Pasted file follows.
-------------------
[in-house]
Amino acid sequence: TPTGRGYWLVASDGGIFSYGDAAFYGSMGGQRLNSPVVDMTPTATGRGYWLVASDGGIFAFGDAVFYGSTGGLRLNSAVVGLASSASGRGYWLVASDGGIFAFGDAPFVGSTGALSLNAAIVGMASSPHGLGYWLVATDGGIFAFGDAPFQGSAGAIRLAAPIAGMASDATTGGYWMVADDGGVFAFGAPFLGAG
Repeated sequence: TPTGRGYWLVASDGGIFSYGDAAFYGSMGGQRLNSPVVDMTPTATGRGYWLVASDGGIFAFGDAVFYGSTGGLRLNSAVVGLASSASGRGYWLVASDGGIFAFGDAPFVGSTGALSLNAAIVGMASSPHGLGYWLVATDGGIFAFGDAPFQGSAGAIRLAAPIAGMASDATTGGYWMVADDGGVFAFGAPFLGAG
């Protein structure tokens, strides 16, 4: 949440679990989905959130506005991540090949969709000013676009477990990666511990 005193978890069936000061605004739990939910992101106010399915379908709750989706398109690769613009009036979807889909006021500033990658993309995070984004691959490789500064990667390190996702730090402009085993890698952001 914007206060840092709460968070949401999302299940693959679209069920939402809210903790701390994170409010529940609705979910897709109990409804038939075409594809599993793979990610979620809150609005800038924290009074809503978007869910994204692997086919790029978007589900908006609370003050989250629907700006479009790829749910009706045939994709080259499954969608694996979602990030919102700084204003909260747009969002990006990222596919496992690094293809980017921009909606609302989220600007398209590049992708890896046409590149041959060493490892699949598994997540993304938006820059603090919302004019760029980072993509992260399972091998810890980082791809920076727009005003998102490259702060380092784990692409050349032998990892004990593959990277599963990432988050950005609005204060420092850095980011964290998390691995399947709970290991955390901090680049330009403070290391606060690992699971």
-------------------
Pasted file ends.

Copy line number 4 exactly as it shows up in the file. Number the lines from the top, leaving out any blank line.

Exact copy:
């Protein structure tokens, strides 16, 4: 949440679990989905959130506005991540090949969709000013676009477990990666511990 005193978890069936000061605004739990939910992101106010399915379908709750989706398109690769613009009036979807889909006021500033990658993309995070984004691959490789500064990667390190996702730090402009085993890698952001 914007206060840092709460968070949401999302299940693959679209069920939402809210903790701390994170409010529940609705979910897709109990409804038939075409594809599993793979990610979620809150609005800038924290009074809503978007869910994204692997086919790029978007589900908006609370003050989250629907700006479009790829749910009706045939994709080259499954969608694996979602990030919102700084204003909260747009969002990006990222596919496992690094293809980017921009909606609302989220600007398209590049992708890896046409590149041959060493490892699949598994997540993304938006820059603090919302004019760029980072993509992260399972091998810890980082791809920076727009005003998102490259702060380092784990692409050349032998990892004990593959990277599963990432988050950005609005204060420092850095980011964290998390691995399947709970290991955390901090680049330009403070290391606060690992699971």